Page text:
Gary Harris wasn’t angry or disheartened about the fire — sparked by a errant bottle rocket — that destroy his late mother’s home late Friday night in Athens.
He was just hoping someone — anyone — could supply him with a dumpster or a backhoe so he could clean up the mess.
Harris was at work when the roof at 106 Magnolia St. was ignited by what fire officials believe was a bottle rocket left over from the Fourth of July holiday.
“We don’t have a definite cause, but there is the possibility that some fireworks got into the gutter where there were leaves or pine straw and it caught fire,” Athens Fire Chief Tony Kirk said Tuesday. “Those who witnessed the fire, reported that it originated near the roof line. We found multiple spent bottle rockets around the house and one witness said quite a few rockets were popping in the area that evening.”
Fireworks of all kinds are illegal in the city limits, mainly because they cause injury and property damage.
In this case, Harris and the other five relatives who own the one-story, wood-frame home, did not have it insured.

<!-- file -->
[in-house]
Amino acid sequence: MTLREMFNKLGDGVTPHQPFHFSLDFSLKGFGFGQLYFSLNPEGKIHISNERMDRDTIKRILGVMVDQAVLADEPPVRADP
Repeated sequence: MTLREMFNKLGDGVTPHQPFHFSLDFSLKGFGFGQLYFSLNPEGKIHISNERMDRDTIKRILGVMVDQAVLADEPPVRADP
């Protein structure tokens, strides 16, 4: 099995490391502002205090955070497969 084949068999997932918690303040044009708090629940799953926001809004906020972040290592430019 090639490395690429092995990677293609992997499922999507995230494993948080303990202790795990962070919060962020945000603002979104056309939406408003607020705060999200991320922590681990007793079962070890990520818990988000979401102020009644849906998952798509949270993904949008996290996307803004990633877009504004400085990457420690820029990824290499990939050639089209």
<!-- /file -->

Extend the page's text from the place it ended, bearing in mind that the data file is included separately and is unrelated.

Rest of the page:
It had been three years since Mae Slaughter, mother of five, had died. Her home was empty and had no electrical power, the chief said. Family members had clothing and other personal items stored in the home. On Tuesday afternoon, while family member were cleaning up in the 95-degree heat, Harris stopped to pluck a commemorative Auburn football — scorched but still salvageable — from the broken front window of the home.
“That’s my team,” Harris said, carefully grasping with gloved hands the shellacked, wooden football of the Tigers.
Anyone who would like to loan some dumpsters or a backhoe to Harris can reach him at 256-431-0660 or his sister, Cynthia Wilson, at 256-286-9005.